• Restricted access pages: sites that require registration or that limit access to their pages by preventing search engines from accessing them;
  • Script: pages that can be reached only through links in JavaScript or Flash;
  • Non-text content: multimedia files, Usenet archives and non-HTML documents, in particular those not linked to textual tags;
  • Illegal content banned from common search engines: child pornography or snuff sites, illegal drug and weapons trade and production sites, sites under government censorship, warez and malware sites;
  • Software: an example is Tor, which allows users to anonymously access sites that use the .onion extension. Another is I2P, a free and open source software for creating an anonymous network to exchange data covered by different levels of encryption.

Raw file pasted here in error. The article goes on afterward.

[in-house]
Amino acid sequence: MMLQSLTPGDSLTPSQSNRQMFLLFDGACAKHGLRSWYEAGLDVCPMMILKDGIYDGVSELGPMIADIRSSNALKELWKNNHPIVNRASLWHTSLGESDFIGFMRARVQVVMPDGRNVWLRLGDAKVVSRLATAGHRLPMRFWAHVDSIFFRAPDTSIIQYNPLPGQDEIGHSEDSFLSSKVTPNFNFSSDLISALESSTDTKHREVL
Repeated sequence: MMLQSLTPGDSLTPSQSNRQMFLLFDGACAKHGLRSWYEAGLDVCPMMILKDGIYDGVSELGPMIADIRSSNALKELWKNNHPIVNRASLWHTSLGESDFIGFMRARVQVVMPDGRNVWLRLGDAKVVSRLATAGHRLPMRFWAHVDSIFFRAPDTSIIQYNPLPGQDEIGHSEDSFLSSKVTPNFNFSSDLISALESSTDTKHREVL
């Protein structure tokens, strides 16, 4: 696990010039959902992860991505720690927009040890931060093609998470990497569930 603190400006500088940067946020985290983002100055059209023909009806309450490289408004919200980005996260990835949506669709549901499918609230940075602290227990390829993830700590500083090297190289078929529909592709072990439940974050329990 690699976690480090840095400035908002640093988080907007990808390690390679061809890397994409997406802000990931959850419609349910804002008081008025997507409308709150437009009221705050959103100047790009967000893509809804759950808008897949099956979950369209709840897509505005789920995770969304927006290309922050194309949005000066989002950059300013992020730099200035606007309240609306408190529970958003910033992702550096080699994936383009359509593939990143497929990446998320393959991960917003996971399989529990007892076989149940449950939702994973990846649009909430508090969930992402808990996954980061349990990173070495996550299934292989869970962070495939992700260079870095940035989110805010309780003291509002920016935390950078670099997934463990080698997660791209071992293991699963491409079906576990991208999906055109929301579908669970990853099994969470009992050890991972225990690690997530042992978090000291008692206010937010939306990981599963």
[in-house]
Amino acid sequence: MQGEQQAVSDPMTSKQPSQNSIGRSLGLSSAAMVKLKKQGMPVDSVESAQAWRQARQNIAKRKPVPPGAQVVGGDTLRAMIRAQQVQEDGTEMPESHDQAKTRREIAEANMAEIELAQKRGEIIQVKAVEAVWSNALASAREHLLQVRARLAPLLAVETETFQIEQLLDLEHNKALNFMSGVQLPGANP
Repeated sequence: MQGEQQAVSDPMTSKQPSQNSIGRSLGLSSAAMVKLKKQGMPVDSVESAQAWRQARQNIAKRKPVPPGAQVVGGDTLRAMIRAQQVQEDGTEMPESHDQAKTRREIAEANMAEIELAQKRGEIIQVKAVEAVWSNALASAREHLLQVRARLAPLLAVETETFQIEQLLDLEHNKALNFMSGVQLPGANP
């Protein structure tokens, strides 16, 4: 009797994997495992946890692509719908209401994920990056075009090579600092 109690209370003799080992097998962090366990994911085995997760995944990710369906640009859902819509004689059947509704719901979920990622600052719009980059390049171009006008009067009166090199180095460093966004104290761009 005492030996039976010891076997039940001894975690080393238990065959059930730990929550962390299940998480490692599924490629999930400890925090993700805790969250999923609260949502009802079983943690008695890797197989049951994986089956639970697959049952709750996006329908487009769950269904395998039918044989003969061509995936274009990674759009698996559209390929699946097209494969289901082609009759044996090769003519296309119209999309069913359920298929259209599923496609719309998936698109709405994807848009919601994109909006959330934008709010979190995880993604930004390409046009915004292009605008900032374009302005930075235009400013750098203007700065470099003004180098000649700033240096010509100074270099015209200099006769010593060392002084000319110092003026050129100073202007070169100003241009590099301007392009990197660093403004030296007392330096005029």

What is Dark web?

Dark web refers to the content of the World Wide Web found on darknets. These are virtual private networks that can only be accessed through specific software or particular network configurations.

People use darknets for several reasons:

  • Dissemination of confidential information;
  • Sale of illegal products;
  • Cybercrime (e.g. hacking or fraud);
  • Sharing of illegal files (pirated, illegal, counterfeit, etc.);
  • To bypass internet censorship, content filtering systems or firewalls.

The heart of the Dark web is the Black Market. It is a real illegal market where users can buy any type of product: from drugs to medications, from false identity documents to weapons, cloned credit cards, malware and data stolen from companies, such as confidential emails and market research.